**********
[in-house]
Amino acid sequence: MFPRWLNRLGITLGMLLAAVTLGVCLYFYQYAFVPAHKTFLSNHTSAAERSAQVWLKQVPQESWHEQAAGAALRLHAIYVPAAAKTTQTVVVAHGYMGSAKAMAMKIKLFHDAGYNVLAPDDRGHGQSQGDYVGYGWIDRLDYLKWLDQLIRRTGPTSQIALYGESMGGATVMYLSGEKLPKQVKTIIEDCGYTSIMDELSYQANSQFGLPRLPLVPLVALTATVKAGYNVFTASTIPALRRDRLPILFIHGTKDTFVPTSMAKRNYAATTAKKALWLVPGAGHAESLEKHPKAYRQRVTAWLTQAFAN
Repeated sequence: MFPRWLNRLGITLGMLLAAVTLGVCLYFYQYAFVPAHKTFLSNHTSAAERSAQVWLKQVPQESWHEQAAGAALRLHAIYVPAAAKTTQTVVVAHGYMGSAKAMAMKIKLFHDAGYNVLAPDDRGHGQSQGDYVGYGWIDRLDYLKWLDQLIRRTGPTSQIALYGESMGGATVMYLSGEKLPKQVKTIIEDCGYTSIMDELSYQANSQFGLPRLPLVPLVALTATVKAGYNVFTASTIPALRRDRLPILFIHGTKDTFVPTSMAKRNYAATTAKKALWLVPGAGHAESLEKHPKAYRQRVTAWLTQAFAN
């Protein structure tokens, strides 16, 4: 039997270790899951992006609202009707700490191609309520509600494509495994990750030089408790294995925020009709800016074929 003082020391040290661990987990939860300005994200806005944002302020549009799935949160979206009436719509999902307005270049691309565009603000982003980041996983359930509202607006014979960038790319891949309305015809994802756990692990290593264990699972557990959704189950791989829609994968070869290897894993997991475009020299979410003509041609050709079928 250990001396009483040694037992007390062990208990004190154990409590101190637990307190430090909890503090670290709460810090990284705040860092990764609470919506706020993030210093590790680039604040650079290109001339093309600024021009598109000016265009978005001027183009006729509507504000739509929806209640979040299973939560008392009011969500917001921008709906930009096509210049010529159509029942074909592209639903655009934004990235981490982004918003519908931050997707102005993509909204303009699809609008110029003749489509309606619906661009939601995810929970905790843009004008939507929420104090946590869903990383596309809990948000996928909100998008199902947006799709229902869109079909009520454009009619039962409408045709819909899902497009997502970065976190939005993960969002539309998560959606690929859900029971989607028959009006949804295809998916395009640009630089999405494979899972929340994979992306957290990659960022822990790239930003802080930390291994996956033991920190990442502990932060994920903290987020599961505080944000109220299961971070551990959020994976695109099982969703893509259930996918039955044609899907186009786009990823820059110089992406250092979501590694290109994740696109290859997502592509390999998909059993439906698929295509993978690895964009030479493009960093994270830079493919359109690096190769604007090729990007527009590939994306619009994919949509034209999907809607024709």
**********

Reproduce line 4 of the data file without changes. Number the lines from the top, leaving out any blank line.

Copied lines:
């Protein structure tokens, strides 16, 4: 039997270790899951992006609202009707700490191609309520509600494509495994990750030089408790294995925020009709800016074929 003082020391040290661990987990939860300005994200806005944002302020549009799935949160979206009436719509999902307005270049691309565009603000982003980041996983359930509202607006014979960038790319891949309305015809994802756990692990290593264990699972557990959704189950791989829609994968070869290897894993997991475009020299979410003509041609050709079928 250990001396009483040694037992007390062990208990004190154990409590101190637990307190430090909890503090670290709460810090990284705040860092990764609470919506706020993030210093590790680039604040650079290109001339093309600024021009598109000016265009978005001027183009006729509507504000739509929806209640979040299973939560008392009011969500917001921008709906930009096509210049010529159509029942074909592209639903655009934004990235981490982004918003519908931050997707102005993509909204303009699809609008110029003749489509309606619906661009939601995810929970905790843009004008939507929420104090946590869903990383596309809990948000996928909100998008199902947006799709229902869109079909009520454009009619039962409408045709819909899902497009997502970065976190939005993960969002539309998560959606690929859900029971989607028959009006949804295809998916395009640009630089999405494979899972929340994979992306957290990659960022822990790239930003802080930390291994996956033991920190990442502990932060994920903290987020599961505080944000109220299961971070551990959020994976695109099982969703893509259930996918039955044609899907186009786009990823820059110089992406250092979501590694290109994740696109290859997502592509390999998909059993439906698929295509993978690895964009030479493009960093994270830079493919359109690096190769604007090729990007527009590939994306619009994919949509034209999907809607024709």